To add on to Jonathan’s post below, I think Howard Kurtz is being needlessly myopic about this David Gregory stunt. Kurtz writes:
Was it a stunt? Yep, and an eye-catching one. Was Gregory being aggressive with the NRA chief, or seeming to push gun control in a confrontational interview? All that is up for debate.
But a police probe over what I assume was an empty ammo clip is a total waste of time.
The late word that NBC requested, and failed to receive, permission from the police certainly complicates the matter. But I don’t think Gregory was planning to commit any crimes.
What all this demonstrates above all is that journalists are getting ensnared in the political war over gun control.
There are a lot of things going on here, and Kurtz seems to be missing all of them. Culturally, one of the things lots of Americans detest about the elite journalistic culture is the idea that reporters are above the law. Usually, this self-regard manifests itself in debates over revealing sources. Many journalists honestly believe they have special rights and privileges not enjoyed by all Americans. As a matter of law and logic, that’s not the case (which is why some journalists want to see the licensing of journalists). We all have the right to commit journalism.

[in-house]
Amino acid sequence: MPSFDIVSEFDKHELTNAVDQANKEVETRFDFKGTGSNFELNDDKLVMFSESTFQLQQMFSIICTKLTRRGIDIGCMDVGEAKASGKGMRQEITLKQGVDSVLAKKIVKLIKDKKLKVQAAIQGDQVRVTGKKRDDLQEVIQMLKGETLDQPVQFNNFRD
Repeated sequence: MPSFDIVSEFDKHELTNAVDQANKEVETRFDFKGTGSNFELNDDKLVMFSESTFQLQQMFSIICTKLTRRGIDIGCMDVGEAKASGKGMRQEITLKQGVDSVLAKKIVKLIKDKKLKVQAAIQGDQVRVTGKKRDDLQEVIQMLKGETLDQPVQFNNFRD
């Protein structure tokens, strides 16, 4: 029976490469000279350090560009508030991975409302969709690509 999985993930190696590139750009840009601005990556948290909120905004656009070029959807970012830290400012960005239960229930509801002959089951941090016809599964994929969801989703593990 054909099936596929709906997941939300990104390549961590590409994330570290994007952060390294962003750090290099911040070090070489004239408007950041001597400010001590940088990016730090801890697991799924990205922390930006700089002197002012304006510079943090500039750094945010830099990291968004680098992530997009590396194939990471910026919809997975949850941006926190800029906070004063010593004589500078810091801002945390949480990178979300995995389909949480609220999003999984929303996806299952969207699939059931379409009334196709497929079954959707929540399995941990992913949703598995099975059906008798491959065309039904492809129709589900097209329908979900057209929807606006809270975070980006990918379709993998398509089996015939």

This priestly caste attitude manifests itself in other ways as well. Hidden cameras were something to be celebrated when 60 Minutes pioneered them. When grubby bloggers do the same thing, it’s apparently repugnant.
Well, the First Amendment is for everyone, not people with degrees from the Columbia J-School. Likewise, the Second Amendment is for everyone. And what laws limit my constitutional right to bear arms, limit David Gregory’s too.
And here we have David Gregory breaking exactly the sorts of gun laws he’s advocating (and, yes, Gregory is serving as an advocate in one side of a debate while pretending otherwise — which annoys some people too). His defense — and Kurtz’s — is that his intentions were good. Well, yes, I’m sure that’s true. It’s also true of roughly 99.99 percent of legal gun owners. But, unlike those legal gun owners, Gregory knowingly broke the law he expects the rest of us to obey (he asked the cops if it was okay and they said, “No.”).
Those legal gun owners must obey the law, even if they think the law is stupid or intended to stop people with bad motives. What rankles a little is the idea that somehow Gregory’s motives are more pure because he’s a journalist just trying to make a point. What rankles a lot is the suggestion that people keen to point out this double standard are easily dismissed as lunkhead partisans who don’t understand that David Gregory is special and deserving of special dispensation. To paraphrase Mr. Bumble: If the people insist that the gun laws be observed even by hosts of Meet the Press, well then the people must be asses.